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Kirsi

Good Life

Finnish Midsummer Night’s Dreams

June 23, 2016
Finnish Midsummer

Just look at the light and enjoy!

Christmas and Midsummer: the two most quintessential Finnish holiday times that mark the darkest and lightest times of the year (yes, you can hear me crying now…). I’ve been out of the country for couple of Christmas holidays and several Midsummers and it has always evoked mixed feelings.

My first Midsummer out of Finland was when I had moved to Amsterdam. Obviously, Midsummer is not a thing in the Netherlands. On the Midsummer evening, I had been working late (now you can hear me and the labour unions weeping and wailing together). I was biking home through Vondelpark when I saw a bunch of Swedes erecting a maypole. I almost joined them. Maypole is not even a Finnish Midsummer tradition, drinking beer and going to sauna is. I resisted, because … what a self-deception: a Finnish person barging into a Swedish Midsummer festival in Vondelpark and thinking, “I’ve come home”. Just to make clear: I do love Swedes, Sweden and the Swedish boats as well when they don’t have any of the nasty stomach bug epidemics going on.

Anyway, the next day, I wanted to barbecue to have at least a little piece of the painfully missed Midsummer experience. So we head to Vondelpark with our mini grill. I accidentally drink a whole bottle of Pernod, which I took with us that we could have small aperitifs while waiting for the food to be ready. Note: even though I enjoy a glass or two of wine, in general I’m really not a big drinker. We end up in a strange fight with a lady with two teenagers about how we should have rather shouted at her kids than kindly asked them not to kick their football into our grill. The absurdity of the discussion and too much Pernod makes me cry. We are ready to go home. However, instead of going home we go to our nearby restaurant stinking smoke (with the grill!) and have couple more drinks. When we get home, I feel like, I’ve just returned from war.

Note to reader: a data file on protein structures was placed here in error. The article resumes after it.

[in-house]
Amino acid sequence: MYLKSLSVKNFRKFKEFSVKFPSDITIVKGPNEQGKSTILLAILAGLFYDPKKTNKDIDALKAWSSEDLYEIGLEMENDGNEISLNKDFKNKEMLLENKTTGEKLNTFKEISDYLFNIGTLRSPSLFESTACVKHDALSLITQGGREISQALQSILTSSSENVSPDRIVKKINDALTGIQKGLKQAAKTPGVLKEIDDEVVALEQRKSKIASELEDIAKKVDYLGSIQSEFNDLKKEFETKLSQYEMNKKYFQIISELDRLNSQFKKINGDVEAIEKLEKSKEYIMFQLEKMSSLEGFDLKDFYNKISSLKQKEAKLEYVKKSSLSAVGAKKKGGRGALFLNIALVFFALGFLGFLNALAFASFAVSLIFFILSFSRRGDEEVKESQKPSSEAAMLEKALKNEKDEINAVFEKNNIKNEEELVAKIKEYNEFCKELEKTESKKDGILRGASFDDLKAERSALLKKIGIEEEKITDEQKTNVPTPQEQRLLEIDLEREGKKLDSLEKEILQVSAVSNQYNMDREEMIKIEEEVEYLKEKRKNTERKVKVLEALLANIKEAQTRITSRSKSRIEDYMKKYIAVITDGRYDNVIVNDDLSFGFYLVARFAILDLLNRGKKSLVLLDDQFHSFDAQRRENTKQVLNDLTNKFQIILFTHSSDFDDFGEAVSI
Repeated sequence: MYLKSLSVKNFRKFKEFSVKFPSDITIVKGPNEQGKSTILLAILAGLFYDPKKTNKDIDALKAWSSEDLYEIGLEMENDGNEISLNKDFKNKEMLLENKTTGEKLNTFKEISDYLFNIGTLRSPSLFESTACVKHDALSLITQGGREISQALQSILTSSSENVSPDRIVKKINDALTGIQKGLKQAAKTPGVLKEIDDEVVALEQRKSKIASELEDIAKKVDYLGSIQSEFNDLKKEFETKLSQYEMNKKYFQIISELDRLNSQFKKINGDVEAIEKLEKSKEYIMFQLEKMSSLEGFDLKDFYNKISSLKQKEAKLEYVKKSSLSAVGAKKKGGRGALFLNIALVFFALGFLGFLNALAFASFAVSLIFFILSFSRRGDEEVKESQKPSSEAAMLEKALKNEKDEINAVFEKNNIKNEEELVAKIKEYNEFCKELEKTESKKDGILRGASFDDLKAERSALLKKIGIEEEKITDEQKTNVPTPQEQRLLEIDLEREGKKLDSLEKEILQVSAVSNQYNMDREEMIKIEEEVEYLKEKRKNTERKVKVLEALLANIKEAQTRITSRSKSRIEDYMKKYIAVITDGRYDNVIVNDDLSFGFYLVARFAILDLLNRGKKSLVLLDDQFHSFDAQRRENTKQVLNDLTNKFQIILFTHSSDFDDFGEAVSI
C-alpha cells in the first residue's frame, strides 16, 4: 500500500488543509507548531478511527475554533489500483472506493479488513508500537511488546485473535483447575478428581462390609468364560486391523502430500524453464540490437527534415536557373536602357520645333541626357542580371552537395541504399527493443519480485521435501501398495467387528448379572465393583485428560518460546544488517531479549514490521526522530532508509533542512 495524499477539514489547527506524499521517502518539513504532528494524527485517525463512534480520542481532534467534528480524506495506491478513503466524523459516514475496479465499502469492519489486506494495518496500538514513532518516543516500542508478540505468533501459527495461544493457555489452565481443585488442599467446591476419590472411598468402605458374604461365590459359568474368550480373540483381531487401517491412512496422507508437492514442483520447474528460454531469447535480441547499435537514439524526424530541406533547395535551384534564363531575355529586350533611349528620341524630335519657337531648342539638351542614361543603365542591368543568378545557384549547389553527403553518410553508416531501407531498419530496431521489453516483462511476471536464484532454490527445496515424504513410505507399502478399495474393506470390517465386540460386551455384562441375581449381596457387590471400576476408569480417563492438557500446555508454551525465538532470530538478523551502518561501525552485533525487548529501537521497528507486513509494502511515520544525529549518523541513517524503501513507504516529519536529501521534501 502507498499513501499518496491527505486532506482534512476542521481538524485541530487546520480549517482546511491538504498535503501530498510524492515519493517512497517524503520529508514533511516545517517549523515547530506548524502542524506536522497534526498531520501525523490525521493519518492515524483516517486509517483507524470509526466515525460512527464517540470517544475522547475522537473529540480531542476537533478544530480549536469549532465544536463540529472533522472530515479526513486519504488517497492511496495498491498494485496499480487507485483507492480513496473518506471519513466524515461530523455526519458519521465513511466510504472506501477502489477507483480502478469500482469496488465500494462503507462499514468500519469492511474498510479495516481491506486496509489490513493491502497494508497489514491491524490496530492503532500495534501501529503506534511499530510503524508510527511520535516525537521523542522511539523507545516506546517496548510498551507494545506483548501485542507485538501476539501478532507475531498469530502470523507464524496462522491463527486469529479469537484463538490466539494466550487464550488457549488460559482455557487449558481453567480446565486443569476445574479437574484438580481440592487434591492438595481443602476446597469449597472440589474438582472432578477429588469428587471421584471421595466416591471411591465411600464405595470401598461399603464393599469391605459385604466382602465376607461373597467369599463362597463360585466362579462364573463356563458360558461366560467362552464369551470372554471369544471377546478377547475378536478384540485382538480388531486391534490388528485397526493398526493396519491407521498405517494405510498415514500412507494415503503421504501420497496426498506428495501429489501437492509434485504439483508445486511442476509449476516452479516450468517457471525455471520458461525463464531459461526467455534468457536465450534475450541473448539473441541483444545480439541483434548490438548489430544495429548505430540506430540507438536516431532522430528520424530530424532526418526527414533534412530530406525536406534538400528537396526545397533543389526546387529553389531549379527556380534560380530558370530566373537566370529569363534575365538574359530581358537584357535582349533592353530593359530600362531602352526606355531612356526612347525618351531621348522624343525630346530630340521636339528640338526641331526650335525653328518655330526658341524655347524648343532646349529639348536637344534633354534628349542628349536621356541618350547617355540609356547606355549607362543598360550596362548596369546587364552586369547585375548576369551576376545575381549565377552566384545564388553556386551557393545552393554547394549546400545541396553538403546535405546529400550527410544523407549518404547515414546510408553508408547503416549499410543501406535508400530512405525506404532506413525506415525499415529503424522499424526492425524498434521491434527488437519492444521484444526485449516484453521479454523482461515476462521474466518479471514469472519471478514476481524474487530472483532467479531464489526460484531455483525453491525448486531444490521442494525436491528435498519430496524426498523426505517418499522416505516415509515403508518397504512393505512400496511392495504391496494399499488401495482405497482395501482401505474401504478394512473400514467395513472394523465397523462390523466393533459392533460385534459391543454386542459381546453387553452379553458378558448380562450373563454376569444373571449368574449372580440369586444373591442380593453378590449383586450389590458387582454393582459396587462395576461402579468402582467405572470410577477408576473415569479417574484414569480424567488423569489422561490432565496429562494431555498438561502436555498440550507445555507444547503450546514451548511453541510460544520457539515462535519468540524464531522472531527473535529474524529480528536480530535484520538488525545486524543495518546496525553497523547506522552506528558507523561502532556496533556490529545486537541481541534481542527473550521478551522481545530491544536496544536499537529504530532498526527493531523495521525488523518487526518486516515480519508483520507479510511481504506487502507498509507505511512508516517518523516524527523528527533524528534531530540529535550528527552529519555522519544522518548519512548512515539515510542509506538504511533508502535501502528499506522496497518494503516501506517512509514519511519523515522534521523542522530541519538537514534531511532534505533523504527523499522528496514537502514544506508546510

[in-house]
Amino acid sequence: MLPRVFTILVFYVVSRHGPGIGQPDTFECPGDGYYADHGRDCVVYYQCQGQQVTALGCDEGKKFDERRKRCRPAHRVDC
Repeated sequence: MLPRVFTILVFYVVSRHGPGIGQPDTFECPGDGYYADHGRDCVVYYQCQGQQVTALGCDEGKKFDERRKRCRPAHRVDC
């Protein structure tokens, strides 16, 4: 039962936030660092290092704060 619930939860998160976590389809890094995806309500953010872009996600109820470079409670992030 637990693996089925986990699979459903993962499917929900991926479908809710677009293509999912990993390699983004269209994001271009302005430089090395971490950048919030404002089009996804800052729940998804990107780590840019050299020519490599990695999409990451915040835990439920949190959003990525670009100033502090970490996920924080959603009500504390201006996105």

The next morning I realise, I managed to pull through a Finnish teenage Midsummer without even noticing. Now, I solemnly believe that wherever a Finnish person is during the Midsummer time, some version of the Finnish Midsummer experience will take over her/him and there will always be a Midsummer. God bless us all and let it not be the teenage version. If you have a feeling that could happen, seriously consider joining the Swedes for happy pole dances instead.

This year, I will go to the summer cottage. There will be a sauna and a lake. Barbecue, beer and sausages. There will be fresh food that has the unique taste that can only develop under the constant northern sunshine. There will be mosquitos and the smell, and unfortunately taste of mosquito repellent, because some of it always somehow ends up in your mouth. There might be a bonfire as well.

 

Here is my little checklist for Finnish Midsummer celebrations.

It is very simple, because that’s what Midsummer is.

 

Sauna and swimming

Barbeque, beer, sausages

Bonfire

Strawberries

Boiled fresh potatoes with butter

You can also stay in a city, check Helsinki Midsummer events here.

 

The nightless night will be there for you and keep you awake no matter where you are. Look at the light, enjoy and be grateful!

 

Good Life

When in Finland: Go to the Forest

May 25, 2016
hiking in forest

This is my kind of a forest! The pic is taken from Nuuksio National Park’s Haukkalampi trekking trail.